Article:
Praise for The Brotherhood of the Dwarves“D.A. Adams puts together a story that I found myself reading from start to finish in less than a day”- Watch Play Read “This story of self discovery is a fine read and I very much appreciate that the character focus is on dwarves. No cookie cutter, young, perfect characters. Real, genuine and unique.” – Jess Resides Here “If you love intricate world-building, I'm sure you'll enjoy this book. If you like action and adventure, swords and arrows and more, you'll love it too. And if you're eager to see those working-class dwarves take a stand, this has to be the series for you.” – Sheila Deeth Blog
Read an Excerpt
On his twenty second birthday, Roskin was summoned to his father’s private study, a room high in the palace where the king would spend his evening hours with a book or a pen. Roskin had rarely been inside the study, but he had always been fond of the dark mahogany desk that faced the Hall of Gronwheil and the gray marble bookshelves that were lined with volumes of history, lore, and poetry. Roskin’sfavorite was the oil canvas of his mother that hung with the other family portraits. He had a similar painting in his bedroom but preferred this one because the artist had more fiercely captured the wildness of her eyes. As he entered the study, Roskin stopped beside the painting and stared. “She was magnificent,” his father said, standing from behind the desk and moving toward his son. “But she wasn’t happy here.” “I know,” Roskin said, looking away from the painting. He often wondered why she had never attempted to visit him, and each year on his birthday he would hope all day that she would remember him and arrive at the palace. “You also have trouble with our ways.” “I’m sorry, sir. I try to do better.” King Kraganere laughed and hugged his son. “Do not apologize for who you are. You can’t help your feelings. A person should be measured by their actions.” “Yes sir.” The two sat by the window, staring into the perpetual night of the underground city, darkness bbroken only by torches and the faint glow on the fields outside of town. As they watched people move towards the bentrance to the symphony hall, on their way for the evening concert, Roskin wanted to reassure his father that he loved the city and the people, subjects who would one day bind themselves to him without question. He did love them, but the love was drowning in a fear he could not place. “I want you to update the maps of our kingdom,” the king spoke after a long silence. “They are old and missing information.” “I will start tomorrow morning at the Hall, beforelecture.” “That’s not what I mean.” “Sir?” “To be accurate, you must see what you are mapping.” “We have good maps of Dorkhun.” “Yes, we do, but the rest of the kingdom is poorly recorded. I think you can do better.” “But I’m supposed to study the Fifth Kingdom from Master Hinkroh this session and finish my songs for the festival.” “You need a change, something to help you relax. A little travel helps me.” “I have never complained about my duty, sir,” Roskin said, suddenly afraid that this was a test. “This is your assignment. Map the whole kingdom from the River of Fire to Erycke’s Tomb to the Kireghegon Halls of the great peak. There is no argument. The maps must be complete before you take your place on the council.” “I cannot join the council until I finish school, at least five more years.” “Do not question my orders. You have your duty. I expect not to see you in the morning.” After that, the king returned to business, and Roskin went to his room, packed for the journey, and then said goodbye to his friends, siblings, and stepmother.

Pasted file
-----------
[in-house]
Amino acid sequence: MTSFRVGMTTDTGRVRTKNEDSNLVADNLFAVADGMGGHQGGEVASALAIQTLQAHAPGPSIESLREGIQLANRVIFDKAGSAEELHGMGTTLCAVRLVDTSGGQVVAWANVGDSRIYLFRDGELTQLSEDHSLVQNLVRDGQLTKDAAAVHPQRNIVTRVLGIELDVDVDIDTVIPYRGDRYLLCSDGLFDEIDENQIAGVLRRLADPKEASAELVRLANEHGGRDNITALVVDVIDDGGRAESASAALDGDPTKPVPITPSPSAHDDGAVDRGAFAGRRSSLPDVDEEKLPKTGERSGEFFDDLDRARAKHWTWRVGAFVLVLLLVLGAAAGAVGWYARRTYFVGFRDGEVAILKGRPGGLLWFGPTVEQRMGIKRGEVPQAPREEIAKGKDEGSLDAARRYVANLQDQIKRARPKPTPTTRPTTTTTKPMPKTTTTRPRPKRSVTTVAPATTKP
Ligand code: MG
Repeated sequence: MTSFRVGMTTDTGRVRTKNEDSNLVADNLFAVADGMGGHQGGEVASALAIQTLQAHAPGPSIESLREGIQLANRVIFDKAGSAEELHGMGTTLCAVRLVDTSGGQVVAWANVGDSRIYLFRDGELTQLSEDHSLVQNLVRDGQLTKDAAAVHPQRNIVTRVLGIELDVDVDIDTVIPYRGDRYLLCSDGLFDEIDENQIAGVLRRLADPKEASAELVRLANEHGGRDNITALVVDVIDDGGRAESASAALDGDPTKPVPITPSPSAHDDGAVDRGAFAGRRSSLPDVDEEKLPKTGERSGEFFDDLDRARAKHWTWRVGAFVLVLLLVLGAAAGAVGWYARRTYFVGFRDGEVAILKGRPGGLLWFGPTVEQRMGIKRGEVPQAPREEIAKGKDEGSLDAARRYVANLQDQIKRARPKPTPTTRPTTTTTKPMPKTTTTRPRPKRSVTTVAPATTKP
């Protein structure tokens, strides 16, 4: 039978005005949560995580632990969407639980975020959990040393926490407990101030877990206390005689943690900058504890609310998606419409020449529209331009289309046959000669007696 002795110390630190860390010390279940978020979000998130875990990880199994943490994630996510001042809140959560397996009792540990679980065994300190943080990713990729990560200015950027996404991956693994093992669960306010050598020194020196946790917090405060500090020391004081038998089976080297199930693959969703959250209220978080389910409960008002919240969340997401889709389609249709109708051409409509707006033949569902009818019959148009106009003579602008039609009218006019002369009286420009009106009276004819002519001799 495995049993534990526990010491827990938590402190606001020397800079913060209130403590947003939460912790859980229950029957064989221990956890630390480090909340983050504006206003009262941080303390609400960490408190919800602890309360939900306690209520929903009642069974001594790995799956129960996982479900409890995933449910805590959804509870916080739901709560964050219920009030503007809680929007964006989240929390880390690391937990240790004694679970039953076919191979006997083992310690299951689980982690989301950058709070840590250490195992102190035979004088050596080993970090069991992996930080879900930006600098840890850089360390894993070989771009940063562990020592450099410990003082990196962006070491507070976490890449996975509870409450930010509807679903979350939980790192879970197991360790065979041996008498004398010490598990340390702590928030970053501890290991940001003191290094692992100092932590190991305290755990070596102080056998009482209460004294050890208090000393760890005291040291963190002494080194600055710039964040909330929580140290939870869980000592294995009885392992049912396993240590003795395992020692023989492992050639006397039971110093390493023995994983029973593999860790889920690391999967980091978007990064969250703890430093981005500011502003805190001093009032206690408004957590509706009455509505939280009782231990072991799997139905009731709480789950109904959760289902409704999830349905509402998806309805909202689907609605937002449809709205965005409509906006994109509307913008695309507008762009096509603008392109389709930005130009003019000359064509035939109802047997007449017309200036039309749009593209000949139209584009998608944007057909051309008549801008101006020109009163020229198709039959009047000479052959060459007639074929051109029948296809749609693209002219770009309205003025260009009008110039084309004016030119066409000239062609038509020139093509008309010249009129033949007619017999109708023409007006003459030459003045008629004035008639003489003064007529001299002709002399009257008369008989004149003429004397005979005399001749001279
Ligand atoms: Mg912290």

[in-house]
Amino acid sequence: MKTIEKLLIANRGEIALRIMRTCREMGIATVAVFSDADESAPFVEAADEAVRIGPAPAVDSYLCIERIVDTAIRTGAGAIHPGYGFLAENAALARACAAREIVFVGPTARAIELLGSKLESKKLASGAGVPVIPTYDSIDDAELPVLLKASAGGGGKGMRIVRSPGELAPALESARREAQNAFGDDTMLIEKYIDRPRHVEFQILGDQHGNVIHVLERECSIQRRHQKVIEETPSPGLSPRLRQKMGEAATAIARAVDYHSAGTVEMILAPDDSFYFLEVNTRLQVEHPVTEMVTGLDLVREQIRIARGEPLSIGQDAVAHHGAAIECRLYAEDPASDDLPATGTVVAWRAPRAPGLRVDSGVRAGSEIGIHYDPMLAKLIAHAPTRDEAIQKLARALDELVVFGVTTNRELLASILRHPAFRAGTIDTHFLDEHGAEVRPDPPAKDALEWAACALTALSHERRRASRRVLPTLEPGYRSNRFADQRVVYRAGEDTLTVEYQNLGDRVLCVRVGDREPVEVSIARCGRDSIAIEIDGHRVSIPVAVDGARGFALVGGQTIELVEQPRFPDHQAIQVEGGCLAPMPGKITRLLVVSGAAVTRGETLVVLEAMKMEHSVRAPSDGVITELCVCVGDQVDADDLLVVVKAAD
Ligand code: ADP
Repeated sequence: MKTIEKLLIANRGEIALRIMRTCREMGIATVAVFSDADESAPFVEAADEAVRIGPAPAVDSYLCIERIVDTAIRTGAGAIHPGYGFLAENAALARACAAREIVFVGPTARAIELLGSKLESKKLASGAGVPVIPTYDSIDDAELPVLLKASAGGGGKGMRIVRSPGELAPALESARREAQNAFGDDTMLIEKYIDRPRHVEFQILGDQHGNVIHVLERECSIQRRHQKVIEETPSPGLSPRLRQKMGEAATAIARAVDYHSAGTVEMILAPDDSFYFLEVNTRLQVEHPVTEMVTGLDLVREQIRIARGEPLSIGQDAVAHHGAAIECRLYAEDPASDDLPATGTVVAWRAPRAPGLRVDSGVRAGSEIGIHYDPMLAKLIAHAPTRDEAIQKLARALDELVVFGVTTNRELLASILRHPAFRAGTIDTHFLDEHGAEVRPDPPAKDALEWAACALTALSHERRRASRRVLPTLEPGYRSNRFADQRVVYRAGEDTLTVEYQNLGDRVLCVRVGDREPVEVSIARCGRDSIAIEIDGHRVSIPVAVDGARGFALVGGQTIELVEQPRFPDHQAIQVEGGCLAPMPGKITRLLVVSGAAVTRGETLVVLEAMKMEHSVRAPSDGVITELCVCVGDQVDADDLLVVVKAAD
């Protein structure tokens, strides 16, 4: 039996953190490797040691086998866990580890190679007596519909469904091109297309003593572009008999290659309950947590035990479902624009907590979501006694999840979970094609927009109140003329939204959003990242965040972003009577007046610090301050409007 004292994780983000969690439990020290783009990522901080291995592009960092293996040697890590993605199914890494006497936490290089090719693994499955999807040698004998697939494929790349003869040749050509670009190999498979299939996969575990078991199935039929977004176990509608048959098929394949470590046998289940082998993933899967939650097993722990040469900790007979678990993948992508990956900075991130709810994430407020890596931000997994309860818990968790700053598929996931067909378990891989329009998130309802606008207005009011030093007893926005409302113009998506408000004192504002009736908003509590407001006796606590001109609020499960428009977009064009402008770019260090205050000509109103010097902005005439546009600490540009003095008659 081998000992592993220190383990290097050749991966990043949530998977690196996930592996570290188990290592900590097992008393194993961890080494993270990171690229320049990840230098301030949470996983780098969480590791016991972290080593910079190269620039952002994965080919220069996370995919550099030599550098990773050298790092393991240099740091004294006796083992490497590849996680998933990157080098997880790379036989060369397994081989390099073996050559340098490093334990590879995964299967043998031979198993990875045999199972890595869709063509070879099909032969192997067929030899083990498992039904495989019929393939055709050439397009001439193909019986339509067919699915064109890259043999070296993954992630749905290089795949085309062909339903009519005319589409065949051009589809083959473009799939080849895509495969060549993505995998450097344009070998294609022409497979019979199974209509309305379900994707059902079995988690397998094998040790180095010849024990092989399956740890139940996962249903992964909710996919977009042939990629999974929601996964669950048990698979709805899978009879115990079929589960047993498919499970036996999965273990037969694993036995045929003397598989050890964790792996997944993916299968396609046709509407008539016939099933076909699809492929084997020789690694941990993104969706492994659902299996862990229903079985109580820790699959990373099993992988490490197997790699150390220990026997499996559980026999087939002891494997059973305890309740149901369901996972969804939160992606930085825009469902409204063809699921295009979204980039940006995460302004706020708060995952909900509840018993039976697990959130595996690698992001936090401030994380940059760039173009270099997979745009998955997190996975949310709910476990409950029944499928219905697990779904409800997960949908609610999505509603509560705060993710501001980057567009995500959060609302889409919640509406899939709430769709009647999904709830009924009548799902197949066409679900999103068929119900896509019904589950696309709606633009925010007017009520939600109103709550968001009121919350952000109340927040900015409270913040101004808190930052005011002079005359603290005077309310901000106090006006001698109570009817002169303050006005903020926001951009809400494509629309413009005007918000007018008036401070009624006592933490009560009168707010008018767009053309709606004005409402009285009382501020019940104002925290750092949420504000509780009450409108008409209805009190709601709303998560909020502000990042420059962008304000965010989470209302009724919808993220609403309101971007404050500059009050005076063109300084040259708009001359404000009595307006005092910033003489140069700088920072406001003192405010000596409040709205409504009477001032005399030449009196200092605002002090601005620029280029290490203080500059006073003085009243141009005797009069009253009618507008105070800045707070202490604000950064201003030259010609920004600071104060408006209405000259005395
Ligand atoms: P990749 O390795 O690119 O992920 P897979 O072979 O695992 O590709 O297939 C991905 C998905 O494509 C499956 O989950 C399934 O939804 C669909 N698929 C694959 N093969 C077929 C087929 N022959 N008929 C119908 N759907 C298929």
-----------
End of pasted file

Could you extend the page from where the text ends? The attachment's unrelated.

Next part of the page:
Author D.A. Adams D.A. Adams was born in Florida but was raised in East Tennessee. He received a Master of Arts in Writing from the University of Memphis in 1999 and has taught college English for over a decade. His first novel, The Brotherhood of Dwarves, was released in 2005 and has been described as a solid, honest work about camaraderie, bravery, and sacrifice, a very personal journey, more interested in the ways that a person is changed by life's events than in epic battles and high magic. In 2008, the sequel, Red Sky at Dawn, was released to the exaltation that this novel thunders along, at times with dizzying speed. The action is visceral and imaginative without being gratuitous. Book three, The Fall of Dorkhun, came out in 2011, followed by book four, Between Dark and Light, in 2012. In terms of writing style, Adams exhibits an effortless narrative voice and a masterful balance between richly detailed descriptions and tightly worded minimalism. The pacing of his stories is breathtaking, with relentless action and captivating plot twists that keep readers riveted page after page. But his true talent as a writer lies in character development. Readers find themselves empathizing with, fearing for, and cheering on the characters as they overcome their personal shortcomings and grow as fully rendered individuals. Adams is also the father of two wonderful sons and, despite his professional accomplishments, maintains that they are his greatest achievement in life. He resides in East Tennessee.
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